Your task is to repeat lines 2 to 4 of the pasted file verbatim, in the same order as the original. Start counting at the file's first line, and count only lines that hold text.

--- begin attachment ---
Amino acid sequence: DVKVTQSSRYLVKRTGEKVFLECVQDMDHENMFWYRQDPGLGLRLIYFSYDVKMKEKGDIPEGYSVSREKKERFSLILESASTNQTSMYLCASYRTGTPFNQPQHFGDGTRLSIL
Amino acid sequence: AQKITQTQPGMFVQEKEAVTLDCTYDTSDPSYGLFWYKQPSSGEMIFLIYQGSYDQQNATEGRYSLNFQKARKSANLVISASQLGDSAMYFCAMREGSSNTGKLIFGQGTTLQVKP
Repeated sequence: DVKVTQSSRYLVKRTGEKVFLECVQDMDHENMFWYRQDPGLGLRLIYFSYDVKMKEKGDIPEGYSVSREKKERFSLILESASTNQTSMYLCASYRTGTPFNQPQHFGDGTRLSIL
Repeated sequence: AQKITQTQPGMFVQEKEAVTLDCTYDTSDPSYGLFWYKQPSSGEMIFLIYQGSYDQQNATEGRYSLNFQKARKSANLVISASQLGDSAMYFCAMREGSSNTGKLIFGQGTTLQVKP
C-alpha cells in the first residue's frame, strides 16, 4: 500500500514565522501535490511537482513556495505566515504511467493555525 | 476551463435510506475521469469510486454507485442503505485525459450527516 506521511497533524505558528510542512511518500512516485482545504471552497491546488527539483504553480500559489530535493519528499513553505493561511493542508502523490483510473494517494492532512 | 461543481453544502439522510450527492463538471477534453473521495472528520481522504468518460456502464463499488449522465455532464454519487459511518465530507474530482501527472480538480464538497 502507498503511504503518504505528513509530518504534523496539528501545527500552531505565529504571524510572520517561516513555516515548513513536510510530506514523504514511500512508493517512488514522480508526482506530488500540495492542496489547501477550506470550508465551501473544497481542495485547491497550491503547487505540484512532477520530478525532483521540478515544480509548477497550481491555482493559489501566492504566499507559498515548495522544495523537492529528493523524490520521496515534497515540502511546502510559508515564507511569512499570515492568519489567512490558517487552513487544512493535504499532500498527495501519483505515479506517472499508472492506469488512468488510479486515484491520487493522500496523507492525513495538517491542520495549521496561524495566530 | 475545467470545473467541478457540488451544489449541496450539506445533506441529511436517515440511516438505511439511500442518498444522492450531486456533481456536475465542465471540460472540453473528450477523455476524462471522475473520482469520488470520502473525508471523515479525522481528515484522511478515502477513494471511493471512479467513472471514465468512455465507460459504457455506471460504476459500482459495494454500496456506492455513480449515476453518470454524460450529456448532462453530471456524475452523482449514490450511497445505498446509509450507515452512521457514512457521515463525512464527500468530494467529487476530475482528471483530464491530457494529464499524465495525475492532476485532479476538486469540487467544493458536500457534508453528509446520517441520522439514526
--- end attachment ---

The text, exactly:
Amino acid sequence: AQKITQTQPGMFVQEKEAVTLDCTYDTSDPSYGLFWYKQPSSGEMIFLIYQGSYDQQNATEGRYSLNFQKARKSANLVISASQLGDSAMYFCAMREGSSNTGKLIFGQGTTLQVKP
Repeated sequence: DVKVTQSSRYLVKRTGEKVFLECVQDMDHENMFWYRQDPGLGLRLIYFSYDVKMKEKGDIPEGYSVSREKKERFSLILESASTNQTSMYLCASYRTGTPFNQPQHFGDGTRLSIL
Repeated sequence: AQKITQTQPGMFVQEKEAVTLDCTYDTSDPSYGLFWYKQPSSGEMIFLIYQGSYDQQNATEGRYSLNFQKARKSANLVISASQLGDSAMYFCAMREGSSNTGKLIFGQGTTLQVKP